Riona raised an eyebrow. She didn't know Haldred Kelistine well--only as the heir to the Earl of Sarona, and as a man whose late wife had been sister to her late husband. His introduction to this matter was a fair example of why they'd never gravitated to each other beyond that: he was a cerebral man, with enough of a textbook understanding of etiquette that he couldn't be faulted but no real appreciation for his place among the nobility. Privately, he probably found her frivolous, as she herself found him aloof and alien. She'd seen little of him since Holladrin's passing and even less since Lonriad's, and that hadn't been a problem for her. She'd assumed that lack of feeling had been mutual.

"So... what is this about, then?"

"Right; I'll get to the point. I believe we should marry."

"That... might be the sort of idea that requires more build-up." Holladrin had been the pinnacle of a princess, but Lonriad must have been right when he'd said his sister had found her husband's peculiarities endearing; she surely might have taught him more social nuances otherwise. "But, since I'd imagine you put some thought into this and our mutual father-in-law doesn't think it so horrible an idea to forbid us from speaking, I'll hear you out."

"Thank you. I'll admit that I got the idea from my sister Cladelia, when she informed us of her engagement to her sister-in-law's widower. It's unconventional, perhaps, but undeniably practical. The children are cousins, and therefore already have an inherent basis for a sibling-like relationship--and neither spouse will attempt to usurp the place of their predecessor, out of respect for their own first spouse and those they loved."

"That explains why you thought to involve King Oswald."

"Yes. No one can speak for Holladrin or Lonriad, but Oswald is their father--plus, I'd imagine Celina told him about her experience when Nythran and Cladelia married."

Riona nodded, though she kept her eyes to Haldred's face as her head bobbed. Perhaps he wasn't emotionally removed as she'd pegged him? At the very least, he seemed to realize that other people might have their own opinions and feelings--and, if she were honest, that was a thing she herself had always struggled with somewhat. "That's probably true."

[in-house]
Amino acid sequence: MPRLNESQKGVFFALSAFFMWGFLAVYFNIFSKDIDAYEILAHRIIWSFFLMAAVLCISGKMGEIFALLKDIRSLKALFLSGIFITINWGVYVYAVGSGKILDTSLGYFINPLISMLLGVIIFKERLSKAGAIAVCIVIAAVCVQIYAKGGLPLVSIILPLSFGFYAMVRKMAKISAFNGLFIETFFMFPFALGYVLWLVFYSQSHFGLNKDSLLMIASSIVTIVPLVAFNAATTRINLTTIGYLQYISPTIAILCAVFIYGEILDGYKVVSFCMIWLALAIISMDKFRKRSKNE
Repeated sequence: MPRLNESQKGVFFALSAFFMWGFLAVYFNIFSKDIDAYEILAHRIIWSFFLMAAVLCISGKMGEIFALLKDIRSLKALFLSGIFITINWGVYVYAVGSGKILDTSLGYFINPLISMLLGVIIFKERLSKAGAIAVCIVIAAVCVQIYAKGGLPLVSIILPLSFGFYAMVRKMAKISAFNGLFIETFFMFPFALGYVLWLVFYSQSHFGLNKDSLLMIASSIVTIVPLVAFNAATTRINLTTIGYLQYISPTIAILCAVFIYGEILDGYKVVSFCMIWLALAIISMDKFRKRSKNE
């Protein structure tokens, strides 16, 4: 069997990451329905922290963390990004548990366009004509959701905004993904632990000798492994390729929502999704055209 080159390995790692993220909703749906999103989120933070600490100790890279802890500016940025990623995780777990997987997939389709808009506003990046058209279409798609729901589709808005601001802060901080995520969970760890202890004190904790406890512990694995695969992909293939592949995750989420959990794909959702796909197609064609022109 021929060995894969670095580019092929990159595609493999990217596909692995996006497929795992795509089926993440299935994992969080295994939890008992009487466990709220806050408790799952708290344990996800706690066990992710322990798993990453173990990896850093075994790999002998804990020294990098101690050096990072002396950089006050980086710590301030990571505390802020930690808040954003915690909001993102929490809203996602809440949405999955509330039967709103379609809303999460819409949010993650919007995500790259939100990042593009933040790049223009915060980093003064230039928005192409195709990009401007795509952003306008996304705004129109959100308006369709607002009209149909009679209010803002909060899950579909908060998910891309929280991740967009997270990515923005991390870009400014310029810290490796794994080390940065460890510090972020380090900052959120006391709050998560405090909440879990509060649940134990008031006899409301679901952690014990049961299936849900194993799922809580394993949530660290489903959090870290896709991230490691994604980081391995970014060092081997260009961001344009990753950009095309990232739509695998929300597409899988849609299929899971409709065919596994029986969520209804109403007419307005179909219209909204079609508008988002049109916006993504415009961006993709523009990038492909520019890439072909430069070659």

Haldred forced his mouth into an unpracticed smile. He'd never much bothered with expressions as far as Riona had seen, but he was a handsome enough man; he wore his own unease well. "I'd understand if you need some time to think about it; Lonriad hasn't been gone all that long, after all. But the issue of the children and our late spouses aside, I believe you'd make a fine Countess of Sarona one day, and I don't plan on seeking out anyone else's hand without allowing you the opportunity to give me your earnest answer first."

"I appreciate that." Lonriad hadn't been the crown prince, after all; 'Countess Riona of Sarona' did have a fine ring to it, she would admit. "You've convinced me to at least consider it. Once I have my answer, I'll waste no time in letting you know."


May 9, 2016

In Which Celina Accepts the Phrase of Intent

January 17, 1200

"Well... I suppose this is it." Celina grimaced at the gold-on-teal Sadiel siren in front of her. There was a definite strangeness in talking to a tapestry, but in lieu of Ovrean himself, his family crest would have to suffice. "Our youngest baby, about to be married."

And how it seemed too soon! Had it really been a year and half ago now that Severin had called on her to express interest in courting Lileina? For that matter, had it really been twenty-one years since Arydath had first placed that beautiful baby girl in her arms?

"I just wish you were here to see it. I know you'll be watching fondly, but you understand that it's not the same for those of us down here. Lileina especially; I won't stand for this not to be one of the happiest days of her life, but I know she'll have a few thoughts for you. I just hope she feels your presence rather than your absence."

A young bride, she remembered only too well, was an easy target for nervousness. Lileina especially would not be immune, not when Celina had gone to her room to bid her goodnight only to find her practicing her 'I do's. Severin didn't begrudge her stutter--by the love-struck glaze in his eye whenever he looked Lileina's way, Celina doubted he even noticed it any more--but it was natural to fear the judgment of an audience.

But, if her father was watching over her--and he was not the sort of man who wouldn't--then surely he could lend her some of his calm.

"I thought Tarien would have been the first choice, but she asked me to walk her down the aisle instead. I'm sure you'll be on her other arm in spirit, darling."

In spirit, in ghost, in memory. Celina had never been quite sure of the physical details of such phrasing, but it didn't matter much. It was a phrase of intent rather than literal denotation.

Wherever Ovrean was, he'd left at least a part of himself in the hearts of those who'd loved him.

"And I think it's safe to say that it's only a matter of time before you have another grandson bearing your name."